Fokas, Emmanouil / Clifford, Charlotte / Spezi, Emiliano / Joseph, George / Branagan, Jennifer / Hurt, Chris / Nixon, Lisette / Abrams, Ross / Staffurth, John / Mukherjee, Somnath. ·Radiotherapy Physics Department, University Hospitals Birmingham NHS Foundation Trust, UK. Electronic address: emmanouil.fokas@oncology.ox.ac.uk. · Department of Oncology, University of Oxford, UK. · Department of Medical Physics, Velindre Hospital, Cardiff, UK. · Velindre Cancer Centre, Velindre Hospital, Cardiff, UK. · Oncology Department, Northampton General Hospital, UK. · Wales Cancer Trials Unit, Cardiff University, UK. · Department of Radiation Oncology, Rush University Medical Center, Chicago, USA. · Institute of Cancer and Genetics, Cardiff University, UK; Cardiff NCRI RTTQA Centre, Velindre NHS Trust, UK. · Radiotherapy Physics Department, University Hospitals Birmingham NHS Foundation Trust, UK. ·Radiother Oncol · Pubmed #26328939.

ABSTRACT: BACKGROUND AND PURPOSE: To evaluate the variation in investigator-delineated volumes and assess plans from the radiotherapy trial quality assurance (RTTQA) program of SCALOP, a phase II trial in locally advanced pancreatic cancer. MATERIALS AND METHODS: Participating investigators (n=25) outlined a pre-trial benchmark case as per RT protocol, and the accuracy of investigators' GTV (iGTV) and PTV (iPTV) was evaluated, against the trials team-defined gold standard GTV (gsGTV) and PTV (gsPTV), using both qualitative and geometric analyses. The median Jaccard Conformity Index (JCI) and Geographical Miss Index (GMI) were calculated. Participating RT centers also submitted a radiotherapy plan for this benchmark case, which was centrally reviewed against protocol-defined constraints. RESULTS: Twenty-five investigator-defined contours were evaluated. The median JCI and GMI of iGTVs were 0.57 (IQR: 0.51-0.65) and 0.26 (IQR: 0.15-0.40). For iPTVs, these were 0.75 (IQR: 0.71-0.79) and 0.14 (IQR: 0.11-0.22) respectively. Qualitative analysis showed largest variation at the tumor edges and failure to recognize a peri-pancreatic lymph node. There were no major protocol deviations in RT planning, but three minor PTV coverage deviations were identified. . CONCLUSIONS: SCALOP demonstrated considerable variation in iGTV delineation. RTTQA workshops and real-time central review of delineations are needed in future trials.

4 Clinical Trial Gemcitabine-based or capecitabine-based chemoradiotherapy for locally advanced pancreatic cancer (SCALOP): a multicentre, randomised, phase 2 trial. 2013

Mukherjee, Somnath / Hurt, Christopher N / Bridgewater, John / Falk, Stephen / Cummins, Sebastian / Wasan, Harpreet / Crosby, Tom / Jephcott, Catherine / Roy, Rajarshi / Radhakrishna, Ganesh / McDonald, Alec / Ray, Ruby / Joseph, George / Staffurth, John / Abrams, Ross A / Griffiths, Gareth / Maughan, Tim. ·Gray Institute for Radiation Oncology and Biology, University of Oxford, NIHR Oxford Biomedical Research Centre, Oxford, UK. somnath.mukherjee@oncology.ox.ac.uk ·Lancet Oncol · Pubmed #23474363.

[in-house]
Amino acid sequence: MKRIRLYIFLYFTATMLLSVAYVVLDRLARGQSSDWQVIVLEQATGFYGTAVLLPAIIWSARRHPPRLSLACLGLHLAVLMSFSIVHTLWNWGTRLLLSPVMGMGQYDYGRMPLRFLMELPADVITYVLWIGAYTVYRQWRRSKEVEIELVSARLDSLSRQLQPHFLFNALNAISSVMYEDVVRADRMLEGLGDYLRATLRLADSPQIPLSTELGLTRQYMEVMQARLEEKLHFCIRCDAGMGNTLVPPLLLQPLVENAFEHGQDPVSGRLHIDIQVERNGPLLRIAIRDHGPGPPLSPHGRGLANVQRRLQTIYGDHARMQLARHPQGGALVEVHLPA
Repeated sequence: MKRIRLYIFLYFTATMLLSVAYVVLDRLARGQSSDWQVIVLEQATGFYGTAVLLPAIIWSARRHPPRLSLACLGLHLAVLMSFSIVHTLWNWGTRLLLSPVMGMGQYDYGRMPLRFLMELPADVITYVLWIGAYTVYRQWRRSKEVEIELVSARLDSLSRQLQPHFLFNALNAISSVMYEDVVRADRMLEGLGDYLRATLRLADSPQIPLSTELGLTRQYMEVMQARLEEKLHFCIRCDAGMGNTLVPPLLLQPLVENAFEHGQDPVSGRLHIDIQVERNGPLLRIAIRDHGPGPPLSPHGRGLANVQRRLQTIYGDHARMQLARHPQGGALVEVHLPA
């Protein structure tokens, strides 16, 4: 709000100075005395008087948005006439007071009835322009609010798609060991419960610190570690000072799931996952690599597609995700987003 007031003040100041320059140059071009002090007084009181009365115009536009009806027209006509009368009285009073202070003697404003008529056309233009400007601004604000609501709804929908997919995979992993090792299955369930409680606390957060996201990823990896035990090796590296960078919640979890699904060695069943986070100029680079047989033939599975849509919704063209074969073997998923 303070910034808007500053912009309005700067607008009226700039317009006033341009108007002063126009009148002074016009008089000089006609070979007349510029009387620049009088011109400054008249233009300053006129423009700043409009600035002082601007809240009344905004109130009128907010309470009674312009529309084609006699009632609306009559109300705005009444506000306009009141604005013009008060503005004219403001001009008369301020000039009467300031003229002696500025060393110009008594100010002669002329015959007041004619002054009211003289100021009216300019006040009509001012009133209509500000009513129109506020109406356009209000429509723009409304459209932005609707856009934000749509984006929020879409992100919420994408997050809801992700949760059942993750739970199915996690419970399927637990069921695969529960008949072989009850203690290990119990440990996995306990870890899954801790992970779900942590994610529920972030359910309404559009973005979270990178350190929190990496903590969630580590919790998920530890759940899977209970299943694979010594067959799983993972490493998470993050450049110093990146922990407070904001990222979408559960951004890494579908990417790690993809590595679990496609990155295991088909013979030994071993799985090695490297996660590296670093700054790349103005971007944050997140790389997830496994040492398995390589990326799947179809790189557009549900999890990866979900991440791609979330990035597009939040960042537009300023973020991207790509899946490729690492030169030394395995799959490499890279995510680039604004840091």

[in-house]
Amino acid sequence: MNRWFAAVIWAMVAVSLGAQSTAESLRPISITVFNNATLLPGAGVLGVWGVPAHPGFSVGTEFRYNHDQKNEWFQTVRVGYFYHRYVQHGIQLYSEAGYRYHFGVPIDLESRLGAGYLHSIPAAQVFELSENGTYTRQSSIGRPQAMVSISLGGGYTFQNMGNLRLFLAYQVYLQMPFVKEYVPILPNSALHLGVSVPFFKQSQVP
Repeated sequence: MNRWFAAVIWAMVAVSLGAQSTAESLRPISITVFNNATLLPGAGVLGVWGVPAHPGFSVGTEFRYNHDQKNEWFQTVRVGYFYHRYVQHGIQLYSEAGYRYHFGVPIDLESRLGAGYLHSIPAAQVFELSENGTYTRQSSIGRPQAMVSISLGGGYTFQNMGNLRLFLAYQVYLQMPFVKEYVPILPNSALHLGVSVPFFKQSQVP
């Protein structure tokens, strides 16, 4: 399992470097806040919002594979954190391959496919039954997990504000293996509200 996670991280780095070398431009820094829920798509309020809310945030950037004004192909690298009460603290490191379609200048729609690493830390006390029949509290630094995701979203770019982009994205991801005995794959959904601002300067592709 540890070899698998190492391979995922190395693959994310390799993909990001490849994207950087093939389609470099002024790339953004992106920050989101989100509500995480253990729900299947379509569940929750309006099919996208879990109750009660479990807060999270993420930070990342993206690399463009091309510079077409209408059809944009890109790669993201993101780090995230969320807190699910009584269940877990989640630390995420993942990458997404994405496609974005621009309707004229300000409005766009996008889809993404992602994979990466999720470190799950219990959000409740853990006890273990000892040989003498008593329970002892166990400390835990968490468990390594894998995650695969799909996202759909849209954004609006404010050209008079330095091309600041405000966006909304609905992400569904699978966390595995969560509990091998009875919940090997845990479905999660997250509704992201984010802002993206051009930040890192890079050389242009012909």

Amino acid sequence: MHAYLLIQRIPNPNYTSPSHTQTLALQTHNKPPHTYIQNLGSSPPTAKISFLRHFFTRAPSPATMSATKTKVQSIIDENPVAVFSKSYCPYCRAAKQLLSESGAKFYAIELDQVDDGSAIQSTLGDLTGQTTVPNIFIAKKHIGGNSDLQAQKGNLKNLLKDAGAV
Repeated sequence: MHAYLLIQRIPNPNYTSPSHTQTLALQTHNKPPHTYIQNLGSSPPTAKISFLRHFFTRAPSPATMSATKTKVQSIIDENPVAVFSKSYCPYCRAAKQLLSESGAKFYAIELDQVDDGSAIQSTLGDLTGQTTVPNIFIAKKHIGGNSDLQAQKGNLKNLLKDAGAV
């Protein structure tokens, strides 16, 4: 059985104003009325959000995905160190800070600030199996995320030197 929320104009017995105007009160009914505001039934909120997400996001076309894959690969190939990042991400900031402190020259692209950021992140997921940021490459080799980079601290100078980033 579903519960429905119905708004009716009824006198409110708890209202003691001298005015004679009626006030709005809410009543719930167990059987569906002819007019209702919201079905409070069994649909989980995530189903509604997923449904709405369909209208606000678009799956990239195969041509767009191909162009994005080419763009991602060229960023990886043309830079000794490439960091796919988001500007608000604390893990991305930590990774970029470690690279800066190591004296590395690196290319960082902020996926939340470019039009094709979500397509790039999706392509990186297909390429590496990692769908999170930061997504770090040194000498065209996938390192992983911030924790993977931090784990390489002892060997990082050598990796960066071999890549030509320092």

ABSTRACT: BACKGROUND: In the UK, chemotherapy is the standard treatment for inoperable, locally advanced, non-metastatic pancreatic cancer. Chemoradiotherapy is also an acceptable treatment option, for which gemcitabine, fluorouracil, or capecitabine can be used as concurrent chemotherapy agents. We aimed to assess the activity, safety, and feasibility of both gemcitabine-based and capecitabine-based chemoradiotherapy after induction chemotherapy for patients with locally advanced pancreatic cancer. METHODS: In this open-label, randomised, two-arm, phase 2 trial, patients aged 18 years or older with histologically proven, locally advanced pancreatic cancer (with a tumour diameter of 7 cm or less) were recruited from 28 UK centres between Dec 24, 2009 and Oct 25, 2011. After 12 weeks of induction gemcitabine and capecitabine chemotherapy (three cycles of gemcitabine [1000 mg/m(2) on days 1, 8, 15 of a 28-day cycle] and capecitabine [830 mg/m(2) twice daily on days 1-21 of a 28-day cycle]), patients with stable or responding disease, tumour diameter of 6 cm or less, and WHO performance status 0-1 were randomly assigned to receive a further cycle of gemcitabine and capecitabine chemotherapy followed by either gemcitabine (300 mg/m(2) once per week) or capecitabine (830 mg/m(2) twice daily, Monday to Friday only), both in combination with radiation (50·4 Gy in 28 fractions). Randomisation (1:1) was done via a central computerised system and used stratified minimisation. The primary endpoint was 9-month progression-free survival, analysed by intention to treat including only those patients with valid CT assessments. This trial is registered with ISRCTN, number 96169987. FINDINGS: 114 patients were registered and 74 were randomly allocated (38 to the gemcitabine group and 36 to the capecitabine group). After 9 months, 22 of 35 assessable patients (62·9%, 80% CI 50·6-73·9) in the capecitabine group and 18 of 35 assessable patients (51·4%, 39·4-63·4) in the gemcitabine group had not progressed. Median overall survival was 15·2 months (95% CI 13·9-19·2) in the capecitabine group and 13·4 months (95% CI 11·0-15·7) in the gemcitabine group (adjusted hazard ratio [HR] 0·39, 95% CI 0·18-0·81; p=0·012). 12-month overall survival was 79·2% (95% CI 61·1-89·5) in the capecitabine group and 64·2 (95% CI 46·4-77·5) in the gemcitabine group. Median progression-free survival was 12·0 months (95% CI 10·2-14·6) in the capecitabine group and 10·4 months (95% CI 8·9-12·5) in the gemcitabine group (adjusted HR 0·60, 95% CI 0·32-1·12; p=0·11). Eight patients in the capecitabine group had an objective response at 26 weeks, as did seven in the gemcitabine group. More patients in the gemcitabine group than in the capecitabine group had grade 3-4 haematological toxic effects (seven [18%] vs none, p=0·008) and non-haematological toxic effects (ten [26%] vs four [12%], p=0·12) during chemoradiation treatment; the most frequent events were leucopenia, neutropenia, and fatigue. Two patients in the capecitabine group progressed during the fourth cycle of induction chemotherapy. Of the 34 patients in the capecitabine group who received chemoradiotherapy, 25 (74%) received the full protocol dose of radiotherapy, compared with 26 (68%) of 38 patients in the gemcitabine group. Quality-of-life scores were not significantly different between the treatment groups. INTERPRETATION: Our results suggest that a capecitabine-based regimen might be preferable to a gemcitabine-based regimen in the context of consolidation chemoradiotherapy after a course of induction chemotherapy for locally advanced pancreatic cancer. However, these findings should be interpreted with caution because the difference in the primary endpoint was non-significant and the number of patients in the trial was small. FUNDING: Cancer Research UK.